Getting to know you

How do you really get to know someone?  Think of your significant other, in the beginning you spent time alone together and then probably with her friends, and you thought you knew her well until…she brought you home to meet her parents, her siblings, and the rest of her family.  I’m willing to bet that you really began to understand the type of person she is after becoming familiar with the people and places she grew with and around.  I’m sure you become even more intimately connected and your love for her grew in ways you never thought it could.

In many respects, wine is the same way.  Wine has personality, no one bottle is the same, it evolves and becomes something different after years of ‘maturing,’ but it is also ‘born’ somewhere and was ‘raised’ by someone.  I’ve recently had that experience with Barolo, as I have just returned from the Langhe hills of the Piedmont  in the north of Italy.  My experience there was, in many respects, life-changing.  I have a great passion for the wines of this region and for its culture (the meeting point of Alpine, French, and Italian culture), traditions (the result of its being a frontier region and a once fiercely independent state), history (again the result of its location linking Italy to France and to Switzerland), and gastronomy (think Italian food, French-style).  For so long, I did not understand why I felt so attracted to Barolo, but I now understand why. The Piedmontese have an intimate relationship with food and wine, like most Italians, however they express there relationship in way that cannot be imitated because no one else has shared their unique experience.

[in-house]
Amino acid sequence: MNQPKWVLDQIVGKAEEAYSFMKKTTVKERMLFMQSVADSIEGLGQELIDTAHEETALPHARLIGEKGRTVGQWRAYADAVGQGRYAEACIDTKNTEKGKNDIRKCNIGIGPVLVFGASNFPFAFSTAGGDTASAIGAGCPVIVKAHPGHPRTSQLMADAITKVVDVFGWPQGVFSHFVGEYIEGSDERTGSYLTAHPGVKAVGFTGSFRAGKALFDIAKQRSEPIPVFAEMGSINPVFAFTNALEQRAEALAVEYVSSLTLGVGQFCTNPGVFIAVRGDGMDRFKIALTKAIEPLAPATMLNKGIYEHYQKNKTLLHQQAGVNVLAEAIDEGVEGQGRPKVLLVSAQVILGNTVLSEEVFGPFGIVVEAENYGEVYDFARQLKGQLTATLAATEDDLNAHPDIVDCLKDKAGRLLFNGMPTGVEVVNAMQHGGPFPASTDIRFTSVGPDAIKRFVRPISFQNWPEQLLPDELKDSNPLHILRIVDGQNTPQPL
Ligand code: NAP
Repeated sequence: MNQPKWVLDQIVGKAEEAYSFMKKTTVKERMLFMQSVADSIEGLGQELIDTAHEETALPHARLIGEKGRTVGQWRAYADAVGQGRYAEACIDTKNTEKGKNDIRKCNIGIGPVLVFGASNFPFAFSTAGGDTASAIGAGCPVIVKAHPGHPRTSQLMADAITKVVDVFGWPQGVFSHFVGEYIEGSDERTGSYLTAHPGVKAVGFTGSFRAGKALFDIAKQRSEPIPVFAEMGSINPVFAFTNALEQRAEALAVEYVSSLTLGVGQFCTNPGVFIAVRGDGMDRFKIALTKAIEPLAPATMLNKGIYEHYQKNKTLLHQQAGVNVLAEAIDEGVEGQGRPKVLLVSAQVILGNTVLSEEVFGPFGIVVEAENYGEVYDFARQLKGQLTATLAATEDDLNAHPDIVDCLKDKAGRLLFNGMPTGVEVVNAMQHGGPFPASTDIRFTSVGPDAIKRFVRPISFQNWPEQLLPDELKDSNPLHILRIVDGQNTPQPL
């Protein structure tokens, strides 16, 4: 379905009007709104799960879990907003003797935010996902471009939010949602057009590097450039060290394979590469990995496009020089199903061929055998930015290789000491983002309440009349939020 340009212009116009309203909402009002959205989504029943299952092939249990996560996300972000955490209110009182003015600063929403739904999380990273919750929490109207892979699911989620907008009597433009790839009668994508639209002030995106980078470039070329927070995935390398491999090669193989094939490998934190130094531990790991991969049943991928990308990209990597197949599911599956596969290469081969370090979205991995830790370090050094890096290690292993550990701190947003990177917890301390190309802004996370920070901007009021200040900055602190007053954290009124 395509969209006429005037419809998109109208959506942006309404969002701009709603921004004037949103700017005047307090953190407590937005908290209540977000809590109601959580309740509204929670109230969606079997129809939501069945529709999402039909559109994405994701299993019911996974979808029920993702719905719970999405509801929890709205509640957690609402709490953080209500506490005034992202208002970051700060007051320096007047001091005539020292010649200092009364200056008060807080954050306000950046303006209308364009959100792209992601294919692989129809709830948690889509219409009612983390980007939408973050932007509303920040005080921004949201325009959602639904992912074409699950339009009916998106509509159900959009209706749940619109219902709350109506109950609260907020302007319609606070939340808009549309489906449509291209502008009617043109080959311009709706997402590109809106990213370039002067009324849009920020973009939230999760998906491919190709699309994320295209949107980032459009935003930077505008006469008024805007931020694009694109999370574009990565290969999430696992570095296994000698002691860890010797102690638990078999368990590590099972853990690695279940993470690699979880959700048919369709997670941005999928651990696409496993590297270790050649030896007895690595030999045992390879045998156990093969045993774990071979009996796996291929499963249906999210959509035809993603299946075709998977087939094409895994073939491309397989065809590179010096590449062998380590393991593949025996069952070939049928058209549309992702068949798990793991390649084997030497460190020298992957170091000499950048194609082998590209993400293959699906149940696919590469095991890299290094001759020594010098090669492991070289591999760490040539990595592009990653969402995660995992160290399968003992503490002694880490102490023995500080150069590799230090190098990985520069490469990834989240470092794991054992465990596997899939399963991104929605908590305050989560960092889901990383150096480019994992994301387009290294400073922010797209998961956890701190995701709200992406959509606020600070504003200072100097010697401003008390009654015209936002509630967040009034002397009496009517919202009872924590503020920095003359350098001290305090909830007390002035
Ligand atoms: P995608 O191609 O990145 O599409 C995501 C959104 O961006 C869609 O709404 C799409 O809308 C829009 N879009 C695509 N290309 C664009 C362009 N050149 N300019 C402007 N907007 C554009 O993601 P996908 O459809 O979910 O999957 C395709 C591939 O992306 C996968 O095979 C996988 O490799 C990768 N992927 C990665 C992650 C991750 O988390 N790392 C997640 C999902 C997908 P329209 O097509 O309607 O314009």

Barolo is distinctively Italian, but uniquely Piedmontese, the result of being on born on the border of three countries.  Of course the wine is good, but Barolo and the Piedmont fascinate me so much because in many ways it reminds me of my home, Alsace.  Both regions are on the frontier, both are at the meeting point of at least two cultures, and both have truly wonderful viticultural traditions.  The Piedmontese experience is similar to the Alsatian one, and in a way it’s almost is if I found my soulmate.  Love is your soul’s recognition of its counterpoint in another, cheesy I know (it’s not my line either), but it’s true.  Mille Grazie, Piemonte, je me sens chez moi, et je vous aime!  Let me end by stating that I am a romantic, and I find wine to be romantic.  Sure it is a beverage to enjoy, but it’s more than a beverage.  Wine is not merely the result of agriculture and science.  It is the result of people, places, traditions and passion!

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